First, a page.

The ‘big picture’ question informing this week’s lecture is to do with the influences upon the emergence of what has been called ‘quality tv’ or ‘complex long-form narrative’. What elements, for example, are drawn from more established and conventional tv genres such as soap opera? Does there use in some of the more critically praised TV shows from the likes of producers such as HBO indicate a cultural sleight of hand going on in terms of a repackaging of what was formerly critcised as ‘bad’ or low value forms of cultural production and storytelling? And is it relevant that those more derided forms of ‘bad tv’ were primarily associated with predominantly female audiences?
For your blog entry due next Thursday:
- What kind of show is Big Love?
Discuss this based on today’s screening of the pilot episode of the first season, and the final 30 minutes or so of the series finale (Season 5, Ep. 10).
In writing this post you should think about and make use of some of the interconnected television studies concepts that we have been referencing in this part of the course to describe/account for HBO shows: i.e. ‘quality tv’, ‘narrative complexity’, ‘genre’, ‘melodrama’/‘soap opera’, ‘seriality’.
In doing this you will find it useful to refer to key arguments in some of the following writings (part of the work for you to here is to scan through and identity useful/provocative arguments and observations):
Michael Kackman, 2010, ‘Quality Television, Melodrama and Cultural Complexity’
Jason Mittel, 2009, ‘More thoughts on soap operas and television seriality’,
We start looking at our first of two case studies this week. We’ll spend three weeks on each of these. First cab off the rank is what I’ve awkwardly called ‘Complex long form narrative and “Quality TV”‘. Partly that awkwardness reflects the far-from-settled debates scholars and other commentators have been having about what has been happening to television’s way of storytelling over the past couple of decades. One of the key issues and recurring themes in those debates is what Jason Mittell describes as the present era of television complexity. He’s talking about the kind of narrative complexity that is central to a number of shows – such as the long-form drama associated with HBO. He has written an excellent background article on the topic, with lots of helpful examples, that you can download here. As Mittell points out, it isn’t the case that these narratively complex shows outnumber more conventional sitcoms and dramas in terms of current television … but perhaps they are worth focusing on because they have been the site of a sustained form of narrative experimentation with television storytelling form over the past couple of decades. In this sense they stand out as an interesting challenge to the norms of what the medium can do/has typically done.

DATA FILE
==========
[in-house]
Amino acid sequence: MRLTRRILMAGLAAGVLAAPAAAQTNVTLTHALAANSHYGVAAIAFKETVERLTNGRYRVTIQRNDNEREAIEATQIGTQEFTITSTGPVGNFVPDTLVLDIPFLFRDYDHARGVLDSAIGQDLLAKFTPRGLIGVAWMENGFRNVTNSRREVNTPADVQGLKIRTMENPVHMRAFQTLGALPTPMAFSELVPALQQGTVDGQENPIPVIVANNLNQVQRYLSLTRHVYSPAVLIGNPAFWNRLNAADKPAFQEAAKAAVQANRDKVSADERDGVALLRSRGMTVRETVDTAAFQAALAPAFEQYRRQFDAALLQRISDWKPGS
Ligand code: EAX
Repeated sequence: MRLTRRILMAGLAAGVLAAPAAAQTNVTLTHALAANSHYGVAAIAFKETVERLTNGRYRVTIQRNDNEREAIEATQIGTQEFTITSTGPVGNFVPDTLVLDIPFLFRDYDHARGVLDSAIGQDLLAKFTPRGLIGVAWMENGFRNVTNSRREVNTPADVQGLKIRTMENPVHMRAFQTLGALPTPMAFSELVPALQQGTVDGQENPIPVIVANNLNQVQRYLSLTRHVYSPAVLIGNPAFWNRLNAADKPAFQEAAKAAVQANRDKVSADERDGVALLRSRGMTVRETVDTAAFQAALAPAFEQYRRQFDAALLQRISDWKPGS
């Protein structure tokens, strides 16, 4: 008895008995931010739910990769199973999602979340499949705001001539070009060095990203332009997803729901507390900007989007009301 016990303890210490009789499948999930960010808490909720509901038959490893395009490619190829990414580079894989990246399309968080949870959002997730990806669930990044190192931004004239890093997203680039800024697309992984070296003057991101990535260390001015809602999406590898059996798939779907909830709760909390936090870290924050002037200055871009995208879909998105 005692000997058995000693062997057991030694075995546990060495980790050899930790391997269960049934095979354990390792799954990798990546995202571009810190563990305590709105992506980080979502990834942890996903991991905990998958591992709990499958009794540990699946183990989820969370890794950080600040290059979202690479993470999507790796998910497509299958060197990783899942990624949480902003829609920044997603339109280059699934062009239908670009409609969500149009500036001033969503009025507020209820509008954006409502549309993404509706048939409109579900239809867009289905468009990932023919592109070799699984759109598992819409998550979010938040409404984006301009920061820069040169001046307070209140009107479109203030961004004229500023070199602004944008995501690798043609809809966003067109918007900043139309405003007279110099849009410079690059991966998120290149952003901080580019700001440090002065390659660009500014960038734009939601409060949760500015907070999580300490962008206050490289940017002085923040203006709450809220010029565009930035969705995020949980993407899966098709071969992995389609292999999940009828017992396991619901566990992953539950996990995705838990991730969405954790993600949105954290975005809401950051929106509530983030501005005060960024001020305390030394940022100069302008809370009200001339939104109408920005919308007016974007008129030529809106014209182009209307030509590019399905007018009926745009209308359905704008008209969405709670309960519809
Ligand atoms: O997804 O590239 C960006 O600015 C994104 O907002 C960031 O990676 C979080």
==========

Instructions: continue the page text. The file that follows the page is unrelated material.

At the same time the debate about narrative complexity has another interesting angle in that these kinds of shows are often associated or labelled as a form of ‘quality tv’ (a tricky term that I’ll unpack in tomorrow’s lecture). One thing that is telling about the notion of ‘quality tv’ is that it could be argued to operates as a kind of genre (think about the idea of the ‘arthouse film’ in cinema). Genre is going to be a key term for us in this latter part of the course so we’ll spend some time discussing what it is and how it works in relation to television. And, of course, the question of taste and the taste cultures that form around certain forms of television programming are also in the mix here …
For your blog entry due next Thursday I’d like you to write a response to the Mittell article linked to here. Identify some (not necessarily ALL) of the key points in his article – put in to YOUR OWN WORDS – and where relevant make some links to examples that occur to you (and which might exemplify and/or contradict aspects of his argument).
Here are the lecture notes – Wk 7 Quality TV.